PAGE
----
According to the legal social responsibility, it is important for the business organizations to abide by the laws in the country they are operating their business. Legal social responsibility highlights paying taxes on time, sticking by the labor laws as well as allowing inspection by the legal authorities (Singh and Kaur 2016). Legal social responsibility also signifies abiding by the various state, federal and local regulations of the operating country or state. In addition to, the ability of the business organizations to fulfill their legal obligations signifies successful legal social responsibility.
Philanthropic social responsibility is also known as discretionary social responsibility that aims towards using the name of the business organizations and contributing to the community at largely in meaningful ways. As mentioned by Petrenko et al. (2016), philanthropic social responsibility includes allowing the employees with suitable opportunities for volunteering, donating money, doing charities and giving to the needy ones. In addition to, philanthropic social responsibility also allows and supports the business organizations to initiate or establish own charitable organizations in accordance with the mission and goals of the companies. However, as argued by Singh and Kaur (2016), the business organizations can achieve philanthropic social responsibility by supporting other organizations or emphasizing on own effort to make things better towards the society. For example, the business organizations can offer support and assistance to private and public educational institutions and encouraging the managers and the employees to participate in charitable or voluntary activities within their locality.
As known, corporate social responsibility is a continuous commitment of the business organizations for behaving ethically, communicating and contributing towards the economic development by enhancing the quality of life, families, communities and societies. As commented by Singh and Kaur (2016), corporate social responsibility helps people to understand in a better perspective. As a result, the business organizations are able to propose an improved brand image in the eye of the customers. For example, Google’s initiative of supporting renewable energy resources has impacted the power consumptions of big business organizations. The big companies have understood the better perspective of using renewable energy and are consuming less power.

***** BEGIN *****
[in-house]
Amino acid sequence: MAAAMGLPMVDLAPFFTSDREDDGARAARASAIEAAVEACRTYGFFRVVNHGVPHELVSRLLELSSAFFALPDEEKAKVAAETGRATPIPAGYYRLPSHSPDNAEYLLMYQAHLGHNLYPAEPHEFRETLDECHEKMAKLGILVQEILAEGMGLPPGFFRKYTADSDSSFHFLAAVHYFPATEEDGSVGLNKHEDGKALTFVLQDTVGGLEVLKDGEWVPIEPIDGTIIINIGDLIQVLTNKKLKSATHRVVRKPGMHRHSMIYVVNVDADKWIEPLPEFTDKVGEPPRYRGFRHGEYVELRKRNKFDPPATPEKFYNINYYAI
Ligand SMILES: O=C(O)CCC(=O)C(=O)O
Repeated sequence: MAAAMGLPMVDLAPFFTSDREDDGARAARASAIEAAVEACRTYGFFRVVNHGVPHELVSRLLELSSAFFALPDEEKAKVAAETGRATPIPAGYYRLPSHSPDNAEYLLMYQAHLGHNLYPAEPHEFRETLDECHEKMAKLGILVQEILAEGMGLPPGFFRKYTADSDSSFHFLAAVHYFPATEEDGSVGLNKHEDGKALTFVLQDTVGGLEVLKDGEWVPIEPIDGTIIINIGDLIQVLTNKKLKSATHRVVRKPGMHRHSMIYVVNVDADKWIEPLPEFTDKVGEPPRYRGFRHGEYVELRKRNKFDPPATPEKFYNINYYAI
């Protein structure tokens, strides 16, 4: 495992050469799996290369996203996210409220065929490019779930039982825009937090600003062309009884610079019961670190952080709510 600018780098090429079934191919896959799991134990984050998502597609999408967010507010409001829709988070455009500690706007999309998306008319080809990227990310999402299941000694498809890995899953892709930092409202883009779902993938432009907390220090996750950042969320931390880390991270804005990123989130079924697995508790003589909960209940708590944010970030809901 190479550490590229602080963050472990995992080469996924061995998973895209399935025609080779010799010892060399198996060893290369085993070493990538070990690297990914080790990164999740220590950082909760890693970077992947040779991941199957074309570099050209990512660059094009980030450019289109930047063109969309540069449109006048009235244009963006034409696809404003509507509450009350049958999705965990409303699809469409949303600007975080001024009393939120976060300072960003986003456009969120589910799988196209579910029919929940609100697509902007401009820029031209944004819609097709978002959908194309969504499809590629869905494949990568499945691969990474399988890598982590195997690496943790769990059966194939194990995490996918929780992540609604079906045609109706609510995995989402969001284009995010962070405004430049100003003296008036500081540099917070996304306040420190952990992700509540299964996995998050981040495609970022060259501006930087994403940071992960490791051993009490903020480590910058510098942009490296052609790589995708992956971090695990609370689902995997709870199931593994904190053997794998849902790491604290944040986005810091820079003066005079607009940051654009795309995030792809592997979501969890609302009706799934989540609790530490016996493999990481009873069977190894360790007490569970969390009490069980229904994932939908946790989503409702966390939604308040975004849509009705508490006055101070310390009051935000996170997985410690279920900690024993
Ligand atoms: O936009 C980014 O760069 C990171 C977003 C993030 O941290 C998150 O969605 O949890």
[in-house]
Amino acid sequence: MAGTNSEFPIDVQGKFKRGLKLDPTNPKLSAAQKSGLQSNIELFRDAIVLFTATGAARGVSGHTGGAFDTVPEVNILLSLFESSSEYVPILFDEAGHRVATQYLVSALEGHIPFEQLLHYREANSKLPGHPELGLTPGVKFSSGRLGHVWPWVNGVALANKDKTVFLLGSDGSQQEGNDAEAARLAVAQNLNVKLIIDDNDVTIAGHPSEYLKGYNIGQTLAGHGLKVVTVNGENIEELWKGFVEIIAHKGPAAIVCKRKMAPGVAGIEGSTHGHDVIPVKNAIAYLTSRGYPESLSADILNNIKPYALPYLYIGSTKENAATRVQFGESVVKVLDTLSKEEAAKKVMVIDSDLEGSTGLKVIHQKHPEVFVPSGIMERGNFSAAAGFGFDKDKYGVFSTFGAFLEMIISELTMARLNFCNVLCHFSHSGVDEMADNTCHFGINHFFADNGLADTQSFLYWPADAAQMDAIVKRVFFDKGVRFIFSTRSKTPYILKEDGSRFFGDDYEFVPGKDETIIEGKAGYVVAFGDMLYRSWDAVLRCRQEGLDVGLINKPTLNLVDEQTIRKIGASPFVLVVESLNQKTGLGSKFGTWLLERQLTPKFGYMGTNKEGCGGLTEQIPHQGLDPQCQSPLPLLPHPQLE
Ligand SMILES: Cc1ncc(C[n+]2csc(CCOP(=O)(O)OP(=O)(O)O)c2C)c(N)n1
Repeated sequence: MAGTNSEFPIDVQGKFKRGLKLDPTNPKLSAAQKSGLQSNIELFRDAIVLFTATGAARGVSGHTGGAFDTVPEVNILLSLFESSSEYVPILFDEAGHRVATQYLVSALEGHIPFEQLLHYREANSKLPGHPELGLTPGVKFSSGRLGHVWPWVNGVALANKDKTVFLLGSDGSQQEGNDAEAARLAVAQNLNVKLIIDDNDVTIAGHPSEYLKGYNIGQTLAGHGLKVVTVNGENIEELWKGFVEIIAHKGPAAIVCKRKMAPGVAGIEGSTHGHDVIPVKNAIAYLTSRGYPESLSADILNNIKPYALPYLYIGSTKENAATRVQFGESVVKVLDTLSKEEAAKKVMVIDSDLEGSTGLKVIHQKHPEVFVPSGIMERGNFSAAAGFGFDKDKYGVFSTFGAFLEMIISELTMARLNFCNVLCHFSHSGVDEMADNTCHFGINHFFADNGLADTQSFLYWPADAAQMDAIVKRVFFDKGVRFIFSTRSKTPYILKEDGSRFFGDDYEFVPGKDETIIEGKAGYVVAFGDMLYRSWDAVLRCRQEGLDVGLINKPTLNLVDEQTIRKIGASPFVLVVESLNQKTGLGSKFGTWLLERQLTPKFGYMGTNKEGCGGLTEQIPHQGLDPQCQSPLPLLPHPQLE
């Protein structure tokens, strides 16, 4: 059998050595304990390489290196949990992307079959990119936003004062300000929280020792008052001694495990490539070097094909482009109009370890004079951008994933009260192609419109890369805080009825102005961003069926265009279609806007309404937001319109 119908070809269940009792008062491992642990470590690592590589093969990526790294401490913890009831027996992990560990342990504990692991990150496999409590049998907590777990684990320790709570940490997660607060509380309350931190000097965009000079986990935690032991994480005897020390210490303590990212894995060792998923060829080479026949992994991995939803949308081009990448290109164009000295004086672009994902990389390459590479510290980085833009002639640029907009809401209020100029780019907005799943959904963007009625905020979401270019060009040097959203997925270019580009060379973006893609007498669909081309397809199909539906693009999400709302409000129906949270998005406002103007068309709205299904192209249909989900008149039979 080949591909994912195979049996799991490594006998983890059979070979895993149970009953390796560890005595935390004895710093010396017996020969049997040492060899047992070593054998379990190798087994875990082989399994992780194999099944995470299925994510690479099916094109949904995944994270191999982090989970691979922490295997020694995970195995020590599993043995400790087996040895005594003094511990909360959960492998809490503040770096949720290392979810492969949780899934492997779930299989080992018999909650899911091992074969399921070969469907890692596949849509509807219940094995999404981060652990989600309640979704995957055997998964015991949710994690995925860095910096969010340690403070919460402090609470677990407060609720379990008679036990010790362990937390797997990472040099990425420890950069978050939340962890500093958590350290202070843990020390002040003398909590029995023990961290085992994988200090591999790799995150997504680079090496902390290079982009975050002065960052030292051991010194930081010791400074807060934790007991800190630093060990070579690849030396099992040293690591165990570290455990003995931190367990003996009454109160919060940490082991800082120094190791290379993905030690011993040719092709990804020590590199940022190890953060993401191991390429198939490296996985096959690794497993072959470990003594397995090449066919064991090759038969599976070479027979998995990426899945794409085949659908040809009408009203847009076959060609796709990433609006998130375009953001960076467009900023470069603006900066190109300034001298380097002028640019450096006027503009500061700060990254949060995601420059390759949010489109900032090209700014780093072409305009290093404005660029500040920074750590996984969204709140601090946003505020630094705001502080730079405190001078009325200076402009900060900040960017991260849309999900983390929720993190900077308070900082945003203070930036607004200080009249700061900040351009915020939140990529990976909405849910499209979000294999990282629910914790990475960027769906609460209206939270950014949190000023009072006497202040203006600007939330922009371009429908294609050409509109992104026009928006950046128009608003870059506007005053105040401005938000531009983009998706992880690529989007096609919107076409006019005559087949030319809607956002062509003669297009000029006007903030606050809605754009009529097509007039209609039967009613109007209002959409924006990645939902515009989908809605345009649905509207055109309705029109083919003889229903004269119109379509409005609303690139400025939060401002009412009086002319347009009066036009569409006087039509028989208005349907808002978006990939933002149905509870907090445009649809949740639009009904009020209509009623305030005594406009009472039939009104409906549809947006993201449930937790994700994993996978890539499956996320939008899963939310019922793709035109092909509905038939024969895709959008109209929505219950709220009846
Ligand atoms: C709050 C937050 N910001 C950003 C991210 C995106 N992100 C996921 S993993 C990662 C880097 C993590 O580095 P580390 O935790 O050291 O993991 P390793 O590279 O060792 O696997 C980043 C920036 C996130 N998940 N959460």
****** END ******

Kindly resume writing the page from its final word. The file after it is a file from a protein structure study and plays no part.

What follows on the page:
However, as argued by Schultz, Castello and Morsing (2013), corporate social responsibility is important as this allows the business organization to do charities and use funds for the welfare of the local community, its people and the society in a larger perspective. The different multi-national companies have invested huge funds for doing charitable activities with the aim of welfare and improving the life of the surrounding people and environment. For example, more than 80% employees of Deloitte are associated with pro bono work that has helped them to develop job-relevant skills. In addition to, IBM supports wide range of efforts towards global health development, education and research and development. IBM is known for its impeccable support towards cancer research projects. Also, Zappos work with various charitable organizations for donating school supplies, shoes and books to the needful ones. Even Walt Disney Company has donated $400 million to the non-profit organizations in 2016 for providing hope, comfort and happiness to the needful kids and families (Thewaltdisneycompany.com 2018). Such charitable activities by the reputed business organizations help in providing better life to the society and make the surrounding a better place.
Economic social responsibility
Successful corporate social responsibility is significant in conserving the surrounding environment. As mentioned by Singh and Kaur (2016), the business organizations are associated with projects that aim towards protecting the environment, as it is replenishing at a faster rate. Protection of environment is necessary, as the business organization need to conserve the place where they are conducting the business and earning profit. For example, Apple is termed as the “greenest tech company in the world” for three consecutive years by Greenpeace, as Apple encourages the partners to use renewable energy. Also, 99% of packaging by Apple is manufactured from recycled products that are considered as a great environmental initiative by the company for protecting the environment.
However, as criticized by Korschun and Du (2013), effective corporate social responsibility helps in establishing a positive working environment for the employees within the business organizations. This helps the business organizations to abide the labor laws of the operating company, paying them according to the wage, maintaining respect for fellow employees and offering them scope of innovation that allows them to work freely and independently.
The successful execution of corporate social responsibility by the eminent multinational companies acts as a role model for the small and medium sized business organizations and show them the path that business can be conducted successfully and profitably by abiding by the corporate social responsibilities.